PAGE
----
Posted on March 23, 2015

Empowerment of the Traditional in John Carpenter’s Halloween (1978)

Elizabeth Erwin

Released in 1978, John Carpenter’s Halloween not only gave Jamie Lee Curtis her definitive Scream Queen role but it also gave audiences one of the best known horror film villains of all time in Michael Meyers. On its face, the story is a simple one. On Halloween night, six-year-old Michael murders his sister and is placed in a psychiatric hospital. On the fifteenth anniversary of his incarceration, he breaks out intent on exacting revenge.

One of the reasons I keep coming back to this film is because of how effectively it uses cultural norms to elevate the horror.

This is especially true with regard to the role domesticity plays within the film. Laurie actually dons an apron while engaging in such traditionally domestic tasks as crafting, making treats for the children and, most importantly, being a responsible caregiver to the children. It was the very absence of this type of domestic responsibility, when Michael’s sister ignored him to have sex with her boyfriend, which first prompts Michael to kill. For teens to be so invested in the maintenance of a domestic social order comes across as abnormal. Conversely, the irresponsibility of the victims reads to the audience as much more accessible (normal) entry point into the narrative. It is interesting that we see Annie in two displays of traditional female acts and yet, neither reads as particularly domestic. Her cooking of the dinner is undermined by her annoyance at having to babysit when she’d rather be with her boyfriend as is her act of doing the laundry which, when she gets stuck in the window, only points to how incapable she is in the role of the domestic. Yet, her most blatantly non-domestic act is when she gives up responsibility for the child in her care so that she can have sex with her boyfriend. If the killer does indeed represent an archaic part of the community as some scholars suggest, then Michael’s and Laurie’s shared domestic values are not just antiquated but abnormal.

I have a harder time accepting the idea that mirroring occurs in this film when dealing with issues of sexuality. Clearly, Michael and Laurie are situated to read as abnormal by virtue of their sexuality, while the victims are intended to be viewed as normal since they embrace their sexuality. While I agree that tends to be true in slasher films, I am not wholly convinced of it in Halloween. I think it is a dangerous track to always read virginity as repressive. Is there power behind her choice or is it a decision based upon fear? The audience isn’t given enough of a backstory with Laurie to really make an informed decision. Rather, the judgement Laurie faces as a result of her virginity comes from her friends who label her “scared” and “a girl scout.” We, the audience, are allowing others to define Laurie’s sexual autonomy without really considering how Laurie feels about it.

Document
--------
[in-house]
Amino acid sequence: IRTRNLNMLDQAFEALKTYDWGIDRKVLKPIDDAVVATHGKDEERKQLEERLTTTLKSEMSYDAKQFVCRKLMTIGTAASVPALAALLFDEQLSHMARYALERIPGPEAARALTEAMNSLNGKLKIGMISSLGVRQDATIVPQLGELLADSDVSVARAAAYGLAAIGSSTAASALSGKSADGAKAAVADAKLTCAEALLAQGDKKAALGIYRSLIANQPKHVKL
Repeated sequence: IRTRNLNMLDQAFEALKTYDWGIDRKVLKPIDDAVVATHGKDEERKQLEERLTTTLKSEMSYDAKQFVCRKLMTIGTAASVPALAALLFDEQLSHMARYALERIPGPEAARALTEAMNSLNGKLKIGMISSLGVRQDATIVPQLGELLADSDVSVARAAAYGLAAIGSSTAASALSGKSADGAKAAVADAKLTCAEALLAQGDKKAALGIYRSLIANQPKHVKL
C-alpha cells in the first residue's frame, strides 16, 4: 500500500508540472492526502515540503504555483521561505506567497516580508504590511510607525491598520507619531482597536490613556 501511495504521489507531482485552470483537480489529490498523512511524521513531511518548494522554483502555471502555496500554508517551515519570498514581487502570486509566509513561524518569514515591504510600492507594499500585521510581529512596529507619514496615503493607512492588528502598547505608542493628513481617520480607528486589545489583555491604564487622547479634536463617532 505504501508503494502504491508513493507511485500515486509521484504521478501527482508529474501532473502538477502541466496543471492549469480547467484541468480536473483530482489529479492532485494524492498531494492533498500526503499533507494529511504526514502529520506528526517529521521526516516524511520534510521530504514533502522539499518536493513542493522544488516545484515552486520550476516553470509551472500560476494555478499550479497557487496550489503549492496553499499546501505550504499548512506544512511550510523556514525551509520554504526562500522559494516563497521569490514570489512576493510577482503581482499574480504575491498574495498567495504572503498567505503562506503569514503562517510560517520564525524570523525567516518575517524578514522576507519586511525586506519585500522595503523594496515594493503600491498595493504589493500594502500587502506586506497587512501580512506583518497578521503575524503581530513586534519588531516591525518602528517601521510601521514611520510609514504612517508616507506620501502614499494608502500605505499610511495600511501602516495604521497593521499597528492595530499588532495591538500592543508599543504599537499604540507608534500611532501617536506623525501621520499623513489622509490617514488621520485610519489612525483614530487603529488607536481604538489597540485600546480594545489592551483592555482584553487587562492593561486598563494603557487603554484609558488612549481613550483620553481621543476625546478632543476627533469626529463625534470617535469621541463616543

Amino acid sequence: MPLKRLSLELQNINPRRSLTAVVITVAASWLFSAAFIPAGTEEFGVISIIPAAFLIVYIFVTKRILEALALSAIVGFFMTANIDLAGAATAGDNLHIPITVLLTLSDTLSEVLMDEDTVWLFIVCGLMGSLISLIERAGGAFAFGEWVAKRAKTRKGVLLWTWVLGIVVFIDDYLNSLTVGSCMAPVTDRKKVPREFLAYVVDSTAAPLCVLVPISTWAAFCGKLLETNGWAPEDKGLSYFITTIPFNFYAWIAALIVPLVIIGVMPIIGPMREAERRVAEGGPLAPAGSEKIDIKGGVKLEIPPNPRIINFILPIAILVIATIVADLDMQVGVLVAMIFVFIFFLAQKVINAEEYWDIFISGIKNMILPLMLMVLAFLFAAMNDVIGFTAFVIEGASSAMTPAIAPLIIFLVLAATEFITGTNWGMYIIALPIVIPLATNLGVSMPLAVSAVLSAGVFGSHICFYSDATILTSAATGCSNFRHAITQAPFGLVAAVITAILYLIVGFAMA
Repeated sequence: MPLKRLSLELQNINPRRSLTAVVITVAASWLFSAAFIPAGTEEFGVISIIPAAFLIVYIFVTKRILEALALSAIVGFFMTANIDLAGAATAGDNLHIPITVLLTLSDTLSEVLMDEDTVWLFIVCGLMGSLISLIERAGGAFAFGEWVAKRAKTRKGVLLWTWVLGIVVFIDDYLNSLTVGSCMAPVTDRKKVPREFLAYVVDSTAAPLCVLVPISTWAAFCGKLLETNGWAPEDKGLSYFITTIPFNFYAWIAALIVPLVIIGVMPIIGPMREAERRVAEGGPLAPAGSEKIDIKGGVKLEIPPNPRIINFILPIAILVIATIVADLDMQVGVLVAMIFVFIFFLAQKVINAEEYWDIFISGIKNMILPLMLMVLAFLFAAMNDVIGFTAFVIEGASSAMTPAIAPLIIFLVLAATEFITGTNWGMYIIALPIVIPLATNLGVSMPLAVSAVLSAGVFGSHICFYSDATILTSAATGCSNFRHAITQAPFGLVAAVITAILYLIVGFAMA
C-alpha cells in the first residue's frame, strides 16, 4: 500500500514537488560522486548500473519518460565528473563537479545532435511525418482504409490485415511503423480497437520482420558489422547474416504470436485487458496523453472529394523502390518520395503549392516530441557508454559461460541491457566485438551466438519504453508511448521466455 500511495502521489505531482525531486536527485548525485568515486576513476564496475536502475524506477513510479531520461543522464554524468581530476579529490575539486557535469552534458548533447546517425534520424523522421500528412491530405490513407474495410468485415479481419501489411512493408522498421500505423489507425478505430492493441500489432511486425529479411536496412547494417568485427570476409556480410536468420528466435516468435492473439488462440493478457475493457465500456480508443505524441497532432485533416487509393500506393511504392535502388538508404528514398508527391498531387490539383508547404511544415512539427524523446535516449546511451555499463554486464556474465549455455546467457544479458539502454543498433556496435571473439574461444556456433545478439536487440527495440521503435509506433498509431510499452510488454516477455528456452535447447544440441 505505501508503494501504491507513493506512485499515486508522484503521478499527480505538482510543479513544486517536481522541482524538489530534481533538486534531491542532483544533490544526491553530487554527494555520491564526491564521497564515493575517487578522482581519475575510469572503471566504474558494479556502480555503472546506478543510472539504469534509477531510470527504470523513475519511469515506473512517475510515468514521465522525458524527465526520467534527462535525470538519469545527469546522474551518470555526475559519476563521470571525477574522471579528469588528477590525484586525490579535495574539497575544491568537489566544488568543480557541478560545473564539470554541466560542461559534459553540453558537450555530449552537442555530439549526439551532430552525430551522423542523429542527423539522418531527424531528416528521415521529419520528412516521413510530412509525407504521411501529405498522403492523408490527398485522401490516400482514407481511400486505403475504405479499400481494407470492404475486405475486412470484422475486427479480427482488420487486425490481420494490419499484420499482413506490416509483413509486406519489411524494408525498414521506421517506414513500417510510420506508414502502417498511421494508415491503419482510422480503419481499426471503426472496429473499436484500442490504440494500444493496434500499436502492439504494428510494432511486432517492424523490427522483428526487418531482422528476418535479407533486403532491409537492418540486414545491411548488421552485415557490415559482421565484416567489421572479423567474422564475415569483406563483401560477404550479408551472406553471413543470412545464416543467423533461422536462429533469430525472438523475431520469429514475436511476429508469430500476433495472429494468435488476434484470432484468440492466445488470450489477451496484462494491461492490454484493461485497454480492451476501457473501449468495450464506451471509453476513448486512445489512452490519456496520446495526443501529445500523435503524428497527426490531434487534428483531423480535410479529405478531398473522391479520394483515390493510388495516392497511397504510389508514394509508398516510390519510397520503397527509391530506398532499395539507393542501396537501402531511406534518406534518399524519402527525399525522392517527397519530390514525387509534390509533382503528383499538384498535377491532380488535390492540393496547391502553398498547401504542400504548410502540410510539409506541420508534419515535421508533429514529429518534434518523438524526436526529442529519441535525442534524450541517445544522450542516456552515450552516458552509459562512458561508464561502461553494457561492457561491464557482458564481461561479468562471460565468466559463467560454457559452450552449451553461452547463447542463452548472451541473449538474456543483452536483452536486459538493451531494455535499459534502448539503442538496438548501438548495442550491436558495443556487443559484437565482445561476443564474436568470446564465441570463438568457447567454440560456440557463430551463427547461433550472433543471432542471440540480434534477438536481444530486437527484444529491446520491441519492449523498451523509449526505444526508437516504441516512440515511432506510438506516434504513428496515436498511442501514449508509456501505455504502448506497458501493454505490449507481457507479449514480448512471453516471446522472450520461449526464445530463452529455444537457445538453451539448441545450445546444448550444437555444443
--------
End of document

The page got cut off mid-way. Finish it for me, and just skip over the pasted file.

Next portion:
Slasher films are brimming with Final Girls who leave no doubt they have a fear of sex: Alice, who speaks in a child-like voice and becomes visibly shy at the mention of sex (Friday the 13th); Kim’s budding sexuality is literally stopped by her brother (Prom Night); Nancy, whose almost asexual boyfriend represents no real risk (Nightmare on Elm Street); and Syd, who explains she is reluctant to have sex because she fears intimacy based upon what happened to her mother (Scream). The one moment which could convey fear of intimacy, Laurie begging Annie to break the date she has made for Laurie, can just as easily be read as Laurie being embarrassed at being made to look like a “loser” by those around her. Instead, I see Laurie being less an example of purity and more an example of someone who is restricting her sexuality for her goals.
As one of the most definitive slasher films in history, it is interesting that the audience for this film historically has been equal parts male and female. The question as to why women watch horror films, particularly slasher films, is interesting to me because so much of the argumentation relies upon females being of one mind, both emotionally and intellectually. As someone who prefers her slasher films to have humor and lots and lots of blood, I disagree with the claim that women hide their eyes to the violence. On one hand, the paranoia is instilled culturally every time a girl is warned to not walk home alone in the dark or to not lead men on by dressing provocatively. In that respect, the paranoia has its origins in paternalism. Yet, paranoia, by its definition, also carries with it “delusions of persecution.” By having the paranoia in the slasher film validated, the view of the female isn’t written off as her simply being a hysterical woman. It is an affirmation that there are societal structures in place designed to persecute females.

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